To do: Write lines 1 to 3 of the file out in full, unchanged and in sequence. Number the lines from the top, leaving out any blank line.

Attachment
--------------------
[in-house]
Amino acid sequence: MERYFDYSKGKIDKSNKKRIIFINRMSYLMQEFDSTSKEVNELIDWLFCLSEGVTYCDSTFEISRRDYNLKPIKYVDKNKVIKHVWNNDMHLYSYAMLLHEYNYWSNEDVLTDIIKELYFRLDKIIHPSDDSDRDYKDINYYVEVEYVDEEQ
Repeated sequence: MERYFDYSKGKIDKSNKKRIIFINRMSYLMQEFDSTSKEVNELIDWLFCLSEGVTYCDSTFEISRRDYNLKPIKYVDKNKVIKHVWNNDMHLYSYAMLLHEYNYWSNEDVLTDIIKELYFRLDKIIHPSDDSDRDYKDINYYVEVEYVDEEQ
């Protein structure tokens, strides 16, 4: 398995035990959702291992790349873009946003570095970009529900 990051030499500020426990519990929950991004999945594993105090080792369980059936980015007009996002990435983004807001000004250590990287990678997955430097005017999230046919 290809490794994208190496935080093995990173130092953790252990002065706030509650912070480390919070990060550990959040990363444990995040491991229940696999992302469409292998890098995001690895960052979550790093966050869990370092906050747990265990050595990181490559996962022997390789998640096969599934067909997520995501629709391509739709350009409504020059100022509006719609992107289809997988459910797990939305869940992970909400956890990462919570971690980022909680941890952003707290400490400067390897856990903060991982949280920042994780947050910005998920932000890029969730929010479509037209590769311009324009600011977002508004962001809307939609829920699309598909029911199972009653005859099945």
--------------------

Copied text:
[in-house]
Amino acid sequence: MERYFDYSKGKIDKSNKKRIIFINRMSYLMQEFDSTSKEVNELIDWLFCLSEGVTYCDSTFEISRRDYNLKPIKYVDKNKVIKHVWNNDMHLYSYAMLLHEYNYWSNEDVLTDIIKELYFRLDKIIHPSDDSDRDYKDINYYVEVEYVDEEQ
Repeated sequence: MERYFDYSKGKIDKSNKKRIIFINRMSYLMQEFDSTSKEVNELIDWLFCLSEGVTYCDSTFEISRRDYNLKPIKYVDKNKVIKHVWNNDMHLYSYAMLLHEYNYWSNEDVLTDIIKELYFRLDKIIHPSDDSDRDYKDINYYVEVEYVDEEQ